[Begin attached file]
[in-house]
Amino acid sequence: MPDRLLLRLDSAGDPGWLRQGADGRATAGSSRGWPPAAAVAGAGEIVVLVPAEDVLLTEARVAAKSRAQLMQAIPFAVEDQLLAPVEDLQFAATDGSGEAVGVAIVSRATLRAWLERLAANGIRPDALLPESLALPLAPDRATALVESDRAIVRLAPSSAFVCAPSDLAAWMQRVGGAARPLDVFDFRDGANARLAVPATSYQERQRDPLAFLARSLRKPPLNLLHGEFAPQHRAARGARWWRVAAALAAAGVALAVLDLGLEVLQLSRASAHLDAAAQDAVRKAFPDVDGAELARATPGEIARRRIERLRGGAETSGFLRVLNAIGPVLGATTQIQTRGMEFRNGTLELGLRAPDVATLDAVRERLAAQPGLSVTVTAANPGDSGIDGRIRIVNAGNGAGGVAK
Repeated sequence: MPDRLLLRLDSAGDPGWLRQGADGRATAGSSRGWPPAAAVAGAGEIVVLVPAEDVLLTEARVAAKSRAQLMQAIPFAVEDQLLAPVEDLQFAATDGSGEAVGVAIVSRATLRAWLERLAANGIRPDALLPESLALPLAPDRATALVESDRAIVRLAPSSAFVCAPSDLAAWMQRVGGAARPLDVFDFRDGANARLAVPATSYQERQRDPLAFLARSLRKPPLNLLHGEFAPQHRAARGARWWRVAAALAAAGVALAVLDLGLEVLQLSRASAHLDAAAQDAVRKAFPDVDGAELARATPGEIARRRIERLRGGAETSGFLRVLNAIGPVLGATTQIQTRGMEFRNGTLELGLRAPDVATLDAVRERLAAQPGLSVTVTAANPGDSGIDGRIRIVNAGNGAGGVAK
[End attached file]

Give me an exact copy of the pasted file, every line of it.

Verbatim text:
[in-house]
Amino acid sequence: MPDRLLLRLDSAGDPGWLRQGADGRATAGSSRGWPPAAAVAGAGEIVVLVPAEDVLLTEARVAAKSRAQLMQAIPFAVEDQLLAPVEDLQFAATDGSGEAVGVAIVSRATLRAWLERLAANGIRPDALLPESLALPLAPDRATALVESDRAIVRLAPSSAFVCAPSDLAAWMQRVGGAARPLDVFDFRDGANARLAVPATSYQERQRDPLAFLARSLRKPPLNLLHGEFAPQHRAARGARWWRVAAALAAAGVALAVLDLGLEVLQLSRASAHLDAAAQDAVRKAFPDVDGAELARATPGEIARRRIERLRGGAETSGFLRVLNAIGPVLGATTQIQTRGMEFRNGTLELGLRAPDVATLDAVRERLAAQPGLSVTVTAANPGDSGIDGRIRIVNAGNGAGGVAK
Repeated sequence: MPDRLLLRLDSAGDPGWLRQGADGRATAGSSRGWPPAAAVAGAGEIVVLVPAEDVLLTEARVAAKSRAQLMQAIPFAVEDQLLAPVEDLQFAATDGSGEAVGVAIVSRATLRAWLERLAANGIRPDALLPESLALPLAPDRATALVESDRAIVRLAPSSAFVCAPSDLAAWMQRVGGAARPLDVFDFRDGANARLAVPATSYQERQRDPLAFLARSLRKPPLNLLHGEFAPQHRAARGARWWRVAAALAAAGVALAVLDLGLEVLQLSRASAHLDAAAQDAVRKAFPDVDGAELARATPGEIARRRIERLRGGAETSGFLRVLNAIGPVLGATTQIQTRGMEFRNGTLELGLRAPDVATLDAVRERLAAQPGLSVTVTAANPGDSGIDGRIRIVNAGNGAGGVAK